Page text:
PRL-8-53 is a synthetic nootropic compound that was discovered in 1972 and patented in 1975 preliminary animal tests showed that the compound was both secure and nootropic, boosting the learning of prevention in rodents without adverse effects. However, a 1978 research on human volunteers triggered sincere interest in PRL-8-53, showing that a single dose of the compound could enhance word retention ratings by more than 200%.
Comments by author and longevity expert Durk Pearson, who was cited in' High Frontiers' as follows, fuelled interest in the compound: “PRL-8-53 is a great memory enhancer. Usually, just looking at them for a second, you can memorize about seven or eight numbers. On average, PRL-8-53 is said to increase memory span of approximately 21 to 22 digits. “Hansel's single human study on PRL-8-53, soon after patenting the compound, highly promotes the potential of the drug as a nootropic.
The research evaluated word retention between the ages of 24 and 86 in a group of 30 healthy volunteers. While participants with good baseline word retention scores showed little improvement after taking PLR-8-53, participants with low initial scores or over 30 showed significant improvement after a 5 mg dose of PLR-8-53, often more than doubling their recall rate.
In the human study, no adverse effects were observed. Anecdotal evidence seems to support claims for safety and nootropic capacities of PRL-8-53, but due to restricted testing, it is still regarded as an experimental drug.
PRL-8-53 is presently an unplanned drug and is legally available for purchase in the United States.
The elderly participants showed necessary improvements in memory after taking a single 5 mg dose in the only human research on PRL-8-53. A double-blind study using word memorization as a measure, testing the capacity of the respondents to recall a list of 12 one-syllable phrases, first to create a baseline and then again after PRL-8-53 or placebo has been ingested. The participants were screened for their capacity to remember the phrases 24 hours after hearing them, and then one week later again.
Results of the research show that respondents with higher baseline scores showed the least improvement after PRL-8-53 was ingested, while subjects with imperfect first memory or over 30 years of the era showed significant improvement in recall. Hansl described the impact on elderly respondents in an article on the exam as follows: “This group was 30 years of era or older. Rote memory, as could be anticipated, did not come to this group as readily as it did to younger learners. After 24 hours on placebo, the average retention was just under three words out of a possible 12.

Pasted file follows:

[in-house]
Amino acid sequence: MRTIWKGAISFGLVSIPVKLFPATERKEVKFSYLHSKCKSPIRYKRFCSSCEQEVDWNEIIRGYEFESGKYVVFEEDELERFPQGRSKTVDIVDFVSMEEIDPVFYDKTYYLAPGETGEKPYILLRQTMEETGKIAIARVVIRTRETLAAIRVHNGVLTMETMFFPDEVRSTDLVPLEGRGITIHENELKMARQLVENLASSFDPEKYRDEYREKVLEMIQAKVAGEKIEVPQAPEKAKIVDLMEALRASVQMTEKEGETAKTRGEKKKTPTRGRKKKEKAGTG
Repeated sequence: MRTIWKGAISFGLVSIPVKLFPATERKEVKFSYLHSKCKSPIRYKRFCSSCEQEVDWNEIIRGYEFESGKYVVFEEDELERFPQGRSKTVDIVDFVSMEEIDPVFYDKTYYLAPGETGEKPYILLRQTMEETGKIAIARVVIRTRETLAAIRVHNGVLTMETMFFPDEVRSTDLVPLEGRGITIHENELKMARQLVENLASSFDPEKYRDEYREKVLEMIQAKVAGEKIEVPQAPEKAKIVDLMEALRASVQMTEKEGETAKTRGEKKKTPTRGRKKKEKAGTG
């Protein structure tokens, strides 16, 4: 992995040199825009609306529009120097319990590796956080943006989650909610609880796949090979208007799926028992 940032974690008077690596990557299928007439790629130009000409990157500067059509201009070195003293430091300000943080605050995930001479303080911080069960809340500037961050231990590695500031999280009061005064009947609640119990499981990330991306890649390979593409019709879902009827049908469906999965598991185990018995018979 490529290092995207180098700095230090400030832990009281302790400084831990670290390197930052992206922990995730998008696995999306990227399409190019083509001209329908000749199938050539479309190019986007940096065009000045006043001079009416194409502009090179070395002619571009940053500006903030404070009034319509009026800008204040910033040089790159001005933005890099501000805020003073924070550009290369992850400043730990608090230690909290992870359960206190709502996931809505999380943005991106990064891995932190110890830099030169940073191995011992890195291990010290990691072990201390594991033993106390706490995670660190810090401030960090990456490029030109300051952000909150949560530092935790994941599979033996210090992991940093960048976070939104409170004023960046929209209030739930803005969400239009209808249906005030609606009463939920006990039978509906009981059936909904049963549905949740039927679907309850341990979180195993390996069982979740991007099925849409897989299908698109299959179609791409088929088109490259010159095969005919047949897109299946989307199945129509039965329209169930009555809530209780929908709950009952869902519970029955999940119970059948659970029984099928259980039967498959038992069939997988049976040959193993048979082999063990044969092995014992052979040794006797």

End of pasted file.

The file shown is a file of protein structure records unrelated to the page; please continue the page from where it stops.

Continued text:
After a week, the average retention was two words. However, the same topics maintained an average of 5.85 phrases after 24 hours and 5.25 words after a week when learning after drug administration.
Again, there were statistically essential increases. The enhancement expressed in percentage of placebo results was 108 percent for the 24-hour test and 152 percent for the one-week recall. “Many individual nootropic users who have attempted PRL-8-53 confirm their memory boosting impacts, sometimes comparing it to a more strong variant of other nootropics such as nefiracetam and Noopept.
The precise mechanisms of action of PRL-8-53 are not well understood, but the production and reaction of the brain to several key neurotransmitters is thought to be regulated.
In an article in 1979 entitled “Learning and Memory Improvement Through Chemistry: Dream or Offering Reality?”Hansl said,” PRL-8-53 has been shown to increase the peripheral and central reactions to noradrenaline in the animal model. Therefore, assuming that a comparable feature may be present in humans seems reasonable.
Translated into behavioral effects, it implies that this drug potentially is capable of facilitating the conversion of short-term to long-term memory, resulting in increased storage of information code. “According to Hansl, in the same article,” PRL-8-53 has been shown to improve the response to acetylcholine, the answer being quantitatively similar over a considerable dose range, excluding the likelihood of acetylcholine. In short, we now have a possibly effective drug that will increase a particular chemical system in the brain, the cholinergic system, thereby enhancing our capacity to recall data from a pre-existing data pool.
The only human study on PRL-8-53 was based on a single 5 mg dose intake. No information is available on the efficacy or prospective toxicity of any other human dosage.
No adverse effects were observed in the human study from a single 5 mg dose of PRL-8-53. Animal studies indicate that the compound has a high therapy threshold, but the proof is very restricted as there have been no extensive toxicity trials.
Keep in mind that this is exceptionally experimental chemistry for studies, so caution is recommended.
PRL-8-53 is a fascinating synthetic nootropic, if mainly unexplored, which many think will eventually prove to be an invaluable smart drug.
Although it gave rise to high concern when it was launched 40 years ago, after a few animal tests and a single human study, research into its opportunities came to a halt; little has been learned about it since the review that sparked such compelling interest in its potential as a memory enhancer.
There does not seem to be any continuing research on the compound at this moment, but nootropic lovers continue to be curious about its opportunities and are regarded one of the most excellent short-term memory boosters on the market.
Nootropics Information Your Nootropics Wiki 💡 Overview Benefits and Effects Mechanism of Action Dosage Side Effects PRL-8-53 (chemical name Methyl 3-(2-(b